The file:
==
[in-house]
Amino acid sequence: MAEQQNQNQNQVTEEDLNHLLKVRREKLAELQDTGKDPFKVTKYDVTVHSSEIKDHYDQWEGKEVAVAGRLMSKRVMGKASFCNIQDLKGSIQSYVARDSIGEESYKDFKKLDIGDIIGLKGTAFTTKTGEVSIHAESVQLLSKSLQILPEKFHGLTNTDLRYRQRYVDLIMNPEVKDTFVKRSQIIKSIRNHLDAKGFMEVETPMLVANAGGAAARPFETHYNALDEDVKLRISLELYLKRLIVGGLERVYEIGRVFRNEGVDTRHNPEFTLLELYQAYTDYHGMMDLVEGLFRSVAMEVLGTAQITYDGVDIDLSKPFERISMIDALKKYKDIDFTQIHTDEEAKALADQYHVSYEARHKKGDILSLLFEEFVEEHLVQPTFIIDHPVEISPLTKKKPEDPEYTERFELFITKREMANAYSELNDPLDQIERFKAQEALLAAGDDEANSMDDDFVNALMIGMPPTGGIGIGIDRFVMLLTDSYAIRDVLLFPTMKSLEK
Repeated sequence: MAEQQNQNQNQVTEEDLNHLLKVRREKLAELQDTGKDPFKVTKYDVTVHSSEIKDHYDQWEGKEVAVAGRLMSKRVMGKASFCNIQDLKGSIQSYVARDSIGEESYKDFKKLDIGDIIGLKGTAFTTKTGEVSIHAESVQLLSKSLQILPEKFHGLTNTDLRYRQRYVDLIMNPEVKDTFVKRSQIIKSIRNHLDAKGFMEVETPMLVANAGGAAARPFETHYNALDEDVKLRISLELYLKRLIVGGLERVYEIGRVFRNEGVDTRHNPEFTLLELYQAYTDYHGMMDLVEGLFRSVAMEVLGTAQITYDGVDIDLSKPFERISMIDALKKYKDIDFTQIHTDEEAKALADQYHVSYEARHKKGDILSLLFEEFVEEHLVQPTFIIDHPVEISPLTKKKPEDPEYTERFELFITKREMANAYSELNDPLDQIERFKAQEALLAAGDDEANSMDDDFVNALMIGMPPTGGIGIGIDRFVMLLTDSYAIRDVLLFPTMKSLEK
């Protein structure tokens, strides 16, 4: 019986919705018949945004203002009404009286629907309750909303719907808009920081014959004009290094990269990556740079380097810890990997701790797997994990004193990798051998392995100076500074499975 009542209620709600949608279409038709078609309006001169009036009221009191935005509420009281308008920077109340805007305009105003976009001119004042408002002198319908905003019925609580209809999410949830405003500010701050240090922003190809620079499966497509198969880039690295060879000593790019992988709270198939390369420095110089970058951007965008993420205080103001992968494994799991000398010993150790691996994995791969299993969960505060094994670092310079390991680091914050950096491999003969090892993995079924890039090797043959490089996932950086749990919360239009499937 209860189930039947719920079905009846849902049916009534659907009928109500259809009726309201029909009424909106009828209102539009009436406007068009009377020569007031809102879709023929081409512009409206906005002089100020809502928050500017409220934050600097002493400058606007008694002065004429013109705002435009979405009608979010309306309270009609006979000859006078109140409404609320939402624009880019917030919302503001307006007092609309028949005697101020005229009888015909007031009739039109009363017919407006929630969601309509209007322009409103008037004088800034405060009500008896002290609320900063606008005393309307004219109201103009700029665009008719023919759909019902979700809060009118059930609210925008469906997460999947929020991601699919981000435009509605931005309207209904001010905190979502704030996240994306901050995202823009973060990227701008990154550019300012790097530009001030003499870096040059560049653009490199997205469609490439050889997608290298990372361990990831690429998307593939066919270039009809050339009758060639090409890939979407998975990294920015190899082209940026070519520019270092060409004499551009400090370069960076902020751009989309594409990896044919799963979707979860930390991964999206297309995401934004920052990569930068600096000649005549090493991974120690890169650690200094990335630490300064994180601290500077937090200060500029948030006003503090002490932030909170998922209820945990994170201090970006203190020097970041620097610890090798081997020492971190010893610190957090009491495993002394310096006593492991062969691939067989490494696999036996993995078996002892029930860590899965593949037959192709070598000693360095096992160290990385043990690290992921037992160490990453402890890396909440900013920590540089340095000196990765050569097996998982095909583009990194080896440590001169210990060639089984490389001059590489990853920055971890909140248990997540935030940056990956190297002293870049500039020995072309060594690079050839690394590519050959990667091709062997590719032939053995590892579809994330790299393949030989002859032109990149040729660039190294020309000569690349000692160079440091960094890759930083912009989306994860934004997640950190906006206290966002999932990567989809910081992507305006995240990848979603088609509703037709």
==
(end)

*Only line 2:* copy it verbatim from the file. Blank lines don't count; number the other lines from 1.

Amino acid sequence: MAEQQNQNQNQVTEEDLNHLLKVRREKLAELQDTGKDPFKVTKYDVTVHSSEIKDHYDQWEGKEVAVAGRLMSKRVMGKASFCNIQDLKGSIQSYVARDSIGEESYKDFKKLDIGDIIGLKGTAFTTKTGEVSIHAESVQLLSKSLQILPEKFHGLTNTDLRYRQRYVDLIMNPEVKDTFVKRSQIIKSIRNHLDAKGFMEVETPMLVANAGGAAARPFETHYNALDEDVKLRISLELYLKRLIVGGLERVYEIGRVFRNEGVDTRHNPEFTLLELYQAYTDYHGMMDLVEGLFRSVAMEVLGTAQITYDGVDIDLSKPFERISMIDALKKYKDIDFTQIHTDEEAKALADQYHVSYEARHKKGDILSLLFEEFVEEHLVQPTFIIDHPVEISPLTKKKPEDPEYTERFELFITKREMANAYSELNDPLDQIERFKAQEALLAAGDDEANSMDDDFVNALMIGMPPTGGIGIGIDRFVMLLTDSYAIRDVLLFPTMKSLEK